What results from this art-enabled union is the Minotaur, which Daedalus then must use yet more cunning to contain, by making the great labyrinth from which even he barely escapes. I am perhaps getting carried away with this whole linguistic/etymological thing — I’ve been spending too much time around Adam Roberts — but I can't help noting that the Minotaur is a monster, from the Latin monstrum, which means a sign or revelation, something revealed — usually something terrible. And among the revelations here is that of devising/cunning/designing gone awry, gone awry because it has lost sight of legitimate human ends, and of legitimate means to ends.
Thinking of the cow made by Daedalus we should also remember the Golden Calf made by Aaron: each is a human-imagined, human-designed, human-made artifact that when deployed produces monsters. Those who worship and make sacrifices to objects they have made are as bereft of reason as a woman who offers herself sexually to a bull. Pasiphaë's madness is imposed on her, whereas that of the Israelites seems to be self-imposed, though no adequate explanation is provided: they simply decide to make and worship some new “gods to go before us” when Moses doesn't come down from the mountain when they think he should. But in any case, Pasiphaë and the Israelites alike have become the helpless thralls of disordered desires. They have in a sense become the mere instruments of their desires, they are what Ruskin called “animate tools.” And what they crave is made objects, technologies, cunningly designed to fulfill those desires, thereby extending and strengthening the chain of instrumentality. Whatever enables the fulfillment of those desires they (either implicitly or explicitly) worship.
Thursday, February 16, 2017
Here’s Robert Alter: “And I have filled him with the spirit of God in wisdom and in understanding and in knowledge and in every task, to devise plans, to work in gold and in silver and an bronze, and in stone cutting for settings and in wood carving, to do every task."
And finally, the good old KJV: “And I have filled him with the spirit of God, in wisdom, and in understanding, and in knowledge, and in all manner of workmanship, to devise cunning works, to work in gold, and in silver, and in brass, and in cutting of stones, to set them, and in carving of timber, to work in all manner of workmanship.”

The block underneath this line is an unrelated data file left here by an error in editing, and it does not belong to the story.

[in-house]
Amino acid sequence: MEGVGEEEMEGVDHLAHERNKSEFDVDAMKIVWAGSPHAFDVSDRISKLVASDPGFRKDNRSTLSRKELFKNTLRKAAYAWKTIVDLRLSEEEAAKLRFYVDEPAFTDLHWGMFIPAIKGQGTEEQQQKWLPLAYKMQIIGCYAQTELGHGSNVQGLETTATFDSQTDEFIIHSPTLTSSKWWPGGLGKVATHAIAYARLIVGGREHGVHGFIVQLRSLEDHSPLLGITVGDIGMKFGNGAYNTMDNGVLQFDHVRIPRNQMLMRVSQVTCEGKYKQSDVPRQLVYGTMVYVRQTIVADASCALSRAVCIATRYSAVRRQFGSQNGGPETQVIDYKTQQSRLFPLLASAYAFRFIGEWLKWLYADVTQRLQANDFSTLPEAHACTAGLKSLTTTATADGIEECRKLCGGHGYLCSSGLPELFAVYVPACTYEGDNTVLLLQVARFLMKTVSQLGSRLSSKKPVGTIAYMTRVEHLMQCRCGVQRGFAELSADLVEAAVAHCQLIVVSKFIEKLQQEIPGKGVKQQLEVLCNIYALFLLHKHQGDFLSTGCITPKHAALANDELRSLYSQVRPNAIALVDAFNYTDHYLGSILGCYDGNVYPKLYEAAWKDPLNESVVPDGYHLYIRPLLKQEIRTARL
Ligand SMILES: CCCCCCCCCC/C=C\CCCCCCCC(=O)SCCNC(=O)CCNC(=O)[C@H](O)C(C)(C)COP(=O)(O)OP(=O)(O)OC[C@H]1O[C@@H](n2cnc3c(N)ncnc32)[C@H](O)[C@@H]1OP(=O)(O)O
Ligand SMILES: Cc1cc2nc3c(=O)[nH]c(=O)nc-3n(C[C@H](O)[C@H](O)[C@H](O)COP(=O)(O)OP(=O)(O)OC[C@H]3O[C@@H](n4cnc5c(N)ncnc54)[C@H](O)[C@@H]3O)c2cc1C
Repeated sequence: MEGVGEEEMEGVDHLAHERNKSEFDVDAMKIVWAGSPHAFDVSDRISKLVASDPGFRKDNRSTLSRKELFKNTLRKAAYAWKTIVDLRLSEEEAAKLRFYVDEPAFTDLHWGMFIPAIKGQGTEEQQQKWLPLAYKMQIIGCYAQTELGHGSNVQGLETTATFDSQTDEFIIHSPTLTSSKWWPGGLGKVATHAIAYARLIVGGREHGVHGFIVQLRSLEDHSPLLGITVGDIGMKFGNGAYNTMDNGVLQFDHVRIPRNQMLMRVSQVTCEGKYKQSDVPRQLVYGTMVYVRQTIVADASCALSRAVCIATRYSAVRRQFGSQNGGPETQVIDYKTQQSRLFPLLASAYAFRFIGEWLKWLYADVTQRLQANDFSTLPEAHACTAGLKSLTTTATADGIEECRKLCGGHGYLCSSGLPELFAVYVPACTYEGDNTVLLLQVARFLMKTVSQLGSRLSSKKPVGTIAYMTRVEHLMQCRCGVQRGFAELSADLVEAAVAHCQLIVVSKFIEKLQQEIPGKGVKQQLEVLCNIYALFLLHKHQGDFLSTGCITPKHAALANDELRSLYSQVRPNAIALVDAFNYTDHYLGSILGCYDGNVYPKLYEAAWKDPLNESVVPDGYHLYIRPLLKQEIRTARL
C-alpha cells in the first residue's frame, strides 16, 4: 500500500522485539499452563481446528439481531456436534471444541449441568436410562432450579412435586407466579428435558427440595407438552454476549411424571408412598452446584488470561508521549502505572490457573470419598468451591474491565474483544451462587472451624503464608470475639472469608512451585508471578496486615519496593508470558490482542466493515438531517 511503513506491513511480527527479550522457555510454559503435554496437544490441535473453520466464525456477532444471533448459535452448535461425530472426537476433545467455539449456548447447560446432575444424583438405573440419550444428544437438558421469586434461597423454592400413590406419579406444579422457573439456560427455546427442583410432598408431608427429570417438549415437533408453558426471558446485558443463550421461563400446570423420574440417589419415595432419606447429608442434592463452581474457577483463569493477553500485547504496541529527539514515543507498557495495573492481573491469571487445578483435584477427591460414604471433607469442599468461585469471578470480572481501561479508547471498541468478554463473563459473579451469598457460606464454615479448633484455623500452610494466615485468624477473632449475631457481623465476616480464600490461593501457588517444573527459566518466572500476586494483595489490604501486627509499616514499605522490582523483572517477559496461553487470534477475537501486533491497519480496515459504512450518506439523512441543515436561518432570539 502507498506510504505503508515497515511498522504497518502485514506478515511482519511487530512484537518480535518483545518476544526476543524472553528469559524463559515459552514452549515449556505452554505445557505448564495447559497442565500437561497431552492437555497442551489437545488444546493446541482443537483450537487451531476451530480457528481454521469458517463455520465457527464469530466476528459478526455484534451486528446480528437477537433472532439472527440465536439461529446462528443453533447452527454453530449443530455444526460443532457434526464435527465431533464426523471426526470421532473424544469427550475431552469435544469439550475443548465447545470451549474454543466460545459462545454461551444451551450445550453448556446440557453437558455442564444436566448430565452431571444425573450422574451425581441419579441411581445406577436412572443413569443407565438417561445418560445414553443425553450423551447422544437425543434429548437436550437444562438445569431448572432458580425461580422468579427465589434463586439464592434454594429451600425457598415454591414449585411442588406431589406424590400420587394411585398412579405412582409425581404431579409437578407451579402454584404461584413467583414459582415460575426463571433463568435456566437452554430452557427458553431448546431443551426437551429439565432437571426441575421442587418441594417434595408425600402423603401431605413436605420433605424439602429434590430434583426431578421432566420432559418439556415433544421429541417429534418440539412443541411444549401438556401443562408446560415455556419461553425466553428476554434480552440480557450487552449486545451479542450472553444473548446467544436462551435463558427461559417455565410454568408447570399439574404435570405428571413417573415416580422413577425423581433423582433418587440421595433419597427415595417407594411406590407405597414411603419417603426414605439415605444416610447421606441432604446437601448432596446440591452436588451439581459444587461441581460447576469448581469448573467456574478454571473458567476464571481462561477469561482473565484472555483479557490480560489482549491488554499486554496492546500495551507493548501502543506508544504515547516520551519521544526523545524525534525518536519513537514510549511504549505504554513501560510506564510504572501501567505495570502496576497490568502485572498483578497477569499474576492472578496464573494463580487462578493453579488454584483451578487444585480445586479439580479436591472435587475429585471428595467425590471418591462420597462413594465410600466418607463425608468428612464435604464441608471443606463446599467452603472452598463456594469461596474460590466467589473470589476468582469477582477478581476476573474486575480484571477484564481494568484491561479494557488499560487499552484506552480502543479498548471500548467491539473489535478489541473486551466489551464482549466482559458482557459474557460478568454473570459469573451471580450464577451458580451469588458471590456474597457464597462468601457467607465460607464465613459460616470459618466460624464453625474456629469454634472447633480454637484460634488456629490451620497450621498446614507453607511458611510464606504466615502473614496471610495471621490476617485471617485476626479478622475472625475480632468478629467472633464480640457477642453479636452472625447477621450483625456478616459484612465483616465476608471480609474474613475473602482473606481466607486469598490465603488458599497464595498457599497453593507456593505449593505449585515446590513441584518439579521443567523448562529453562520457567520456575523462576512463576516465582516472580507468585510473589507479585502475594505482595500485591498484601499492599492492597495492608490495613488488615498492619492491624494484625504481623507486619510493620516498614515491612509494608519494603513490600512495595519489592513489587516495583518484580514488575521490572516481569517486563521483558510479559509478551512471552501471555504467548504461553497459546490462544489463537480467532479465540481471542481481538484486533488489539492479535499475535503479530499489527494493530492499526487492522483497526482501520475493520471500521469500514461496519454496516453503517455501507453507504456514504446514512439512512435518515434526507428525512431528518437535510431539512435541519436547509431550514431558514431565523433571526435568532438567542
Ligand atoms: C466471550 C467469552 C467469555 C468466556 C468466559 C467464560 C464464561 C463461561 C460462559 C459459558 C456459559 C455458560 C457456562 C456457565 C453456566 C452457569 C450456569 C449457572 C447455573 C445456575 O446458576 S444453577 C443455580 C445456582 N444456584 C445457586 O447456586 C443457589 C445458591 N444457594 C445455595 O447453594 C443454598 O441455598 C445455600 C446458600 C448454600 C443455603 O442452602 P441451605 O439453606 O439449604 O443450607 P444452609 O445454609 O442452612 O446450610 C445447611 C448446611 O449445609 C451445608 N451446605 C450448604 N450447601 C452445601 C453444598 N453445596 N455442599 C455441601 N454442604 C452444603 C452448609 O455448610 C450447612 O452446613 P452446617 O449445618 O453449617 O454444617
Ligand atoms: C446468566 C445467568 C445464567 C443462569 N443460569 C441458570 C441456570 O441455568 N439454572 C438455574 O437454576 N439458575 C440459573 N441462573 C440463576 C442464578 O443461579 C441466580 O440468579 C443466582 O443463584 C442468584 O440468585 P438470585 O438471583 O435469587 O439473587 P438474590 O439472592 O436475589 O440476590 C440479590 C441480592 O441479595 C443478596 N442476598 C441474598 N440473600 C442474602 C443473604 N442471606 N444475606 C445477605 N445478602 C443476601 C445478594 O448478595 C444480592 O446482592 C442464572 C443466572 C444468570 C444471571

I want here to note two points about this passage, and save a third point for another post.
First, as Alter comments, throughout the Pentateuch “‘wisdom’ and its synonyms suggest both mastery of a craft and something like insight” — we might say, both techne and phronesis.
Second, the words translated as “work,” “craft,” “task,” “worksmanship,” and so on are almost always variants of mela’khah, which, says Alter, is one of the two most common Biblical words for work, the other being ‘avodah. Alter says that the latter “usually implies subservience – in political contexts, it means to be subject or vassal to a superior power, in cultic contexts, divine service — and it also often suggests strenuous physical labor.” He notes that after the Fall Adam is cursed to work (‘avodah) the soil, and the same word is used to describe the labor of the Israelite slaves in Egypt. By contrast, mela’khah typically connotes craft and manual skill. Interestingly, and I think importantly, the closely related noun mala’kh is a messenger or agent — an angel is one kind of mala’kh. But isn't this also “divine service”? It seems that the words mela’khah and ‘avodah are meant to distinguish levels of personal freedom in the exercise of a responsibility: the one who performs ‘avodah has virtually no such freedom, is instead forced to carry out duties mechanically and without initiative or imagination, whereas the one who performs mela’khah can put more of himself or herself into the work. The mala’kh is granted the boon of what we might call creative fidelity in carrying out his or her tasks.
I find myself thinking here of a justly famous passage in Ruskin’s The Stones of Venice about imperfection in work. I’m going to quote a big chunk of it, because it’s profound and wonderful: